Crew Members Suspended After Altercation on Pit Road at Indianapolis
Following an altercation on pit road, Joe Gibbs Racing (JGR) has suspended Lee Cunningham and Chris Taylor, pit crew members on Martin Truex Jr.'s car.
The altercation took place after Truex and Kyle Busch wrecked each other coming off the second turn at Indianapolis Motor Speedway on Lap 112.
NASCAR on FOX was the first to report the incident:
#NASCAR #RaceHub takes another look at the @IMS altercation between the No. 18 and No. 78 teams. https://t.co/U8ODcfuQhE— FOX: NASCAR (@NASCARONFOX) July 26, 2017
Barney Visser, Furntiture Row Racing (FRR) owner, released a statement following the announcement:
"Our No. 78 pit crew is hired, trained and managed by Joe Gibbs Racing. They are one of the best pit crews on the circuit and have kept us up front all season. We admire the talent and dedication of our pit crew and support all of the decisions and actions taken by Joe Gibbs Racing."
Kip Wolfmeier and John Royer will take their respective positions during the suspensions of Cunningham and Taylor.
FRR and JGR have a technical alliance. Both teams share technical information, pit crews, and car chassis.
INDIANAPOLIS— After a wild and crazy Brickyard 400 at Indianapolis Motor Speedway, Steve O’Donnell, NASCAR Executive Vice President and Chief Racing Development Officer, was made available to the media to discuss the final moments of the event and other pressing issues.
As darkness loomed over the Indianapolis Motor Speedway, the Brickyard 400 went into double overtime. As sunset approached, the second attempt at NASCAR Overtime ended the event.
The problem for many was that the cars were wrecking well before the overtime line before NASCAR threw the caution flag. Ultimately NASCAR threw the caution flag after race winner, Kasey Kahne crossed the overtime line.
“What we have always said and been consistent, as much as I talked about it, we are going to make every attempt to finish the race under green. To do that, you have to see what happens with an incident,” said O’Donnell. “In this case, we did that. Once we decided to throw the caution when we wanted to dispatch equipment, we also knew there was oil on the race track, and threw the caution. Ultimately, that was the end of the race.”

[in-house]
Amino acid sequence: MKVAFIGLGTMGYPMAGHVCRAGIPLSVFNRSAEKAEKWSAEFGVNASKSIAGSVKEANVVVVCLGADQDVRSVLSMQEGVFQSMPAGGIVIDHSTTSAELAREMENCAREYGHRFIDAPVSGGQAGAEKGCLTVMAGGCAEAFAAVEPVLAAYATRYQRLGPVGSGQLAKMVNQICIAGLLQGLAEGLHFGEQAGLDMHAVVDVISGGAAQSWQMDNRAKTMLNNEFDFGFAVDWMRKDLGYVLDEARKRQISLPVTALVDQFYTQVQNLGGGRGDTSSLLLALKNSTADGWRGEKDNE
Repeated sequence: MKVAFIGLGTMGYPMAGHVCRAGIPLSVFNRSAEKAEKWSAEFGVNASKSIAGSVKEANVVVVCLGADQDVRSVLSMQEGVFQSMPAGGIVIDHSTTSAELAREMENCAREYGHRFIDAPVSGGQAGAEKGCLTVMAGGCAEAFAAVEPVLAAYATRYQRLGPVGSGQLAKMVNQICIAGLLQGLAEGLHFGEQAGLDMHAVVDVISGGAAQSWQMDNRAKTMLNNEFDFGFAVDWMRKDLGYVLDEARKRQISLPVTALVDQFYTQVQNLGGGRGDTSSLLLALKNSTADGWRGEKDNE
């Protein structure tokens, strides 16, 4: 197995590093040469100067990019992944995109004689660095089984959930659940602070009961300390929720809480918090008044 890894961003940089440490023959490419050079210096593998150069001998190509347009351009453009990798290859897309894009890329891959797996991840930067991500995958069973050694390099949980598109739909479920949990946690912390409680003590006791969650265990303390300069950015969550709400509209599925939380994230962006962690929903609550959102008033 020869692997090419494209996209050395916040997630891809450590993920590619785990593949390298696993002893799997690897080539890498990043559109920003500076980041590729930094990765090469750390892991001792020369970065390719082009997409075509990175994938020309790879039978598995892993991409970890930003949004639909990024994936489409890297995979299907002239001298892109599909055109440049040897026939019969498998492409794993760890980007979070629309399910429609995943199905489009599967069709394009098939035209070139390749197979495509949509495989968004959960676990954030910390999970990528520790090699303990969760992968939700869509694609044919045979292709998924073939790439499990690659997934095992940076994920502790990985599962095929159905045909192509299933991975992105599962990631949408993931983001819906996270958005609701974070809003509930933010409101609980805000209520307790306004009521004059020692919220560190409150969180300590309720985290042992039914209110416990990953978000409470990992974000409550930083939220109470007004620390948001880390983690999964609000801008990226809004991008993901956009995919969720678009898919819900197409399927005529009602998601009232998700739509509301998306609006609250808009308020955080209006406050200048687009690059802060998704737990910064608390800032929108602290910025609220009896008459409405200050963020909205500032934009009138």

When asked if darkness played a factor into the decision, O’Donnell stated, “It didn’t, but we would not have been able to restart that race. There was oil down. It would have been another red flag. I think the last red flags were 15 to 20 minutes with oil. We were up against it as well.”
O’Donnell clarified that when the leader crosses the overtime line and the caution falls, that the race was official.
As NASCAR finished close to darkness, O’Donell stated that they have not discussed the start times of the event.
During the final red flag period of the race, NASCAR parked Landon Cassill of Front Row Motorsports for driving under the red flag. Cassill’s spotter did not hear the call from the NASCAR official that the red flag has been displayed. O’Donnell was unsure of what the specific reason was behind the call.
“We checked with the spotters. We made sure the sight lines were still good. Obviously, if you continued to have cautions and red flags, that would have been a problem, but we wanted to make every attempt to go back green. The cleanup did a great job to get us back going,” said O’Donnell about the looming darkness.
NASCAR is expected to show photo proof that the leaders were in fact across the overtime line at the time of caution.
Don’t like the overtime line rule? O’Donnell mentioned that the sanctioning body is in discussions about potentially moving the overtime line to the start/finish line in the future.
Earnhardt's Day Ends Early at Brickyard
INDIANAPOLIS— In his final voyage to Indianapolis Motor Speedway for the Brickyard 400, the day for Dale Earnhardt Jr finished on a sad note. Earnhardt Jr was sidelined only 76 laps into the 160 lap event.
The day ended prematurely after damage concurred to the radiator. Earnhardt made contact to the rear of Trevor Bayne. Shortly after contact, smoke billowed from the front of the Earnhardt’s damages car. Earnhardt took the car straight to the garage.
Earlier in the race, Earnhardt had contact with Brad Keselowski. At that impact, the bumper bar was knocked out of the car resulting in no protection for the radiator.
“We had a great car and I was having a lot of fun. The car was fast. We had a top 10 car for sure. It’s kind of frustrating because I was really enjoying being out there,” said Earnhardt. “Hopefully our luck’s going to turnaround. It’s been pretty tough and this is a difficult one to put up with.”
Earnhardt’s accident in the Brickyard 400 came when the race was restarting.